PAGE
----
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The Roman empire under Hadrian (ruled 117–138), showing the location of the Roxolani Sarmatians in the Wallachian plain (Romania)

The Roxolani or Rhoxolāni (Ancient Greek: Ροξολανοι Rhoxolānoi, Ρωξολανοι Rhōxolānoi; Latin: Rhoxolānī) were a Sarmatian people documented between the 2nd century BC and the 4th century AD, first east of the Borysthenes (Dnieper) on the coast of Lake Maeotis (Sea of Azov), and later near the borders of Roman Dacia and Moesia. They are believed to be an offshoot of the Alans.[1][2]


The name Roxolani is generally interpreted as a compound formed with the Alanic root *rox- (modern Osset. rūxs or roxs 'light, luminous'; Avest. raox-šna- 'luminous, shining') attached to the tribal name Alān. This would make Roxolani an endonym translatable as the 'luminous' or the 'shining Alans'.[1][2][3] The name could be linked to aspects of worship or the supernatural, as suggested by the modern Ossetian expression rūxsag ū ('may you be blessed'), addressed to the deceased, or the name Wacyrūxs ('divine light'), mentioned in the Nart sagas.[2]

Historian George Vernadsky suggested that the Rocas (or Rogas), a tribe conquered by the Ostrogoths in the 4th century, may be a corruption of Ruxs-As. He also argued that the Rosomoni mentioned by Jordanes could be also related, and their name interpreted as the 'Ros Men'.[4][5]


Their first recorded homeland lay between the Volga, Don and Dnieper rivers; they migrated in the 1st century AD toward the Danube, to what is now the Baragan steppes in Romania.[2]


1st century BC[edit]

Around 100 BC, they invaded the Crimea under their king Tasius in support of the Scythian warlord Palacus but were defeated by Diophantus, general of Mithradates VI.[6]

1st century AD[edit]

In the mid-1st century AD, the Roxolani began incursions across the Danube into Roman territory. One such raid in AD 68/69 was intercepted by the Legio III Gallica with Roman auxiliaries, who destroyed a raiding force of 9,000 Roxolanian cavalry encumbered by baggage. Tacitus (Hist. Bk1.79) describes the weight of the armour worn by the "princes and most distinguished persons" made "it difficult for such as have been overthrown by the charge of the enemy to regain their feet". The long two-handed kontos lance, the primary melee weapon of the Sarmatians, was unusable in these conditions. The Roxolani avenged themselves in AD 92, when they joined the Dacians in destroying the Roman Legio XXI Rapax.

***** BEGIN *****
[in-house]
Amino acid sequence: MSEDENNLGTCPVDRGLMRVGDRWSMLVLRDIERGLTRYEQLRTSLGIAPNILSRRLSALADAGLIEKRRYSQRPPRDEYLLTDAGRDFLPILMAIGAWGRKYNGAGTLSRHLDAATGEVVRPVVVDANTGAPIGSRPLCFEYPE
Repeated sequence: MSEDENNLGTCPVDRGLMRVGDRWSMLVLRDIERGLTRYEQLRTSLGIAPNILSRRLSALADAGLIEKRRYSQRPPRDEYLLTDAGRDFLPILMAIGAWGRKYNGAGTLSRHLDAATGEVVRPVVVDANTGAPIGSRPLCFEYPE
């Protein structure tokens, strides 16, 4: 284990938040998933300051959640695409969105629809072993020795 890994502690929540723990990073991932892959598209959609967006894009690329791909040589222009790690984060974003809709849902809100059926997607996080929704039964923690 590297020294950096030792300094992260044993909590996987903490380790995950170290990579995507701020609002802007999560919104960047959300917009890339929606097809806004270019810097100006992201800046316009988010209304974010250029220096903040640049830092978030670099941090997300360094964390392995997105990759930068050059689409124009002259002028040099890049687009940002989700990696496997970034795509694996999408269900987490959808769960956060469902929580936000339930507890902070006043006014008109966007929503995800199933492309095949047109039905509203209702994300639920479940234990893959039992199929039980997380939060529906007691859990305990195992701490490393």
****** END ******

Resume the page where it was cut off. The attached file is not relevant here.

2nd century[edit]

During Trajan's Dacian Wars, the Roxolani at first sided with the Dacians, providing them with most of their cavalry strength, but they were defeated in the first campaign of AD 101–102 at Nicopolis ad Istrum. They appear to have stood aside as neutrals during Trajan's final campaign of AD 105–106, which ended in the complete destruction of the Dacian state. The creation of the Roman province of Dacia brought Roman power to the very doorstep of Roxolani territory. The Emperor Hadrian reinforced a series of pre-existing fortifications and built numerous forts along the Danube to contain the Roxolani threat. Later, Marcus Aurelius also campaigned against the Roxolani along the Danubian frontier.

3rd century[edit]

They are known to have attacked the Roman Province of Pannonia in 260; shortly afterwards contingents of Roxolani troops entered Roman military service.

4th century[edit]

Like other Sarmatian peoples, the Roxolani were conquered by the Huns in the mid-4th century.


The Greco-Roman historian Strabo (late 1st century BC-early 1st century AD) described them as "wagon-dwellers" (i.e. nomads).[7] According to him, they were the most remote of Scythian peoples.[8]

See also[edit]


  1. ^ a b Vernadsky 1959, pp. 63–64.
  2. ^ a b c d Alemany 2000, p. 8.
  3. ^ Kooper, Erik (2006). The Medieval Chronicle IV. Rodopi. p. 118. ISBN 90-420-2088-1.
  4. ^ Vernadsky 1959, p. 68.
  5. ^ Fladmark, J. M.; Heyerdahl, Thor (2015). Heritage and Identity: Shaping the Nations of the North. Routledge. ISBN 978-1-317-74224-1.
  6. ^ Chisholm, Hugh, ed. (1911). "Rhoxolani" . Encyclopædia Britannica. Vol. 23 (11th ed.). Cambridge University Press. p. 273.
  7. ^ Strabo's Geographika, Book VII
  8. ^ Strabo's Geographika, Book II, page 441


Further reading[edit]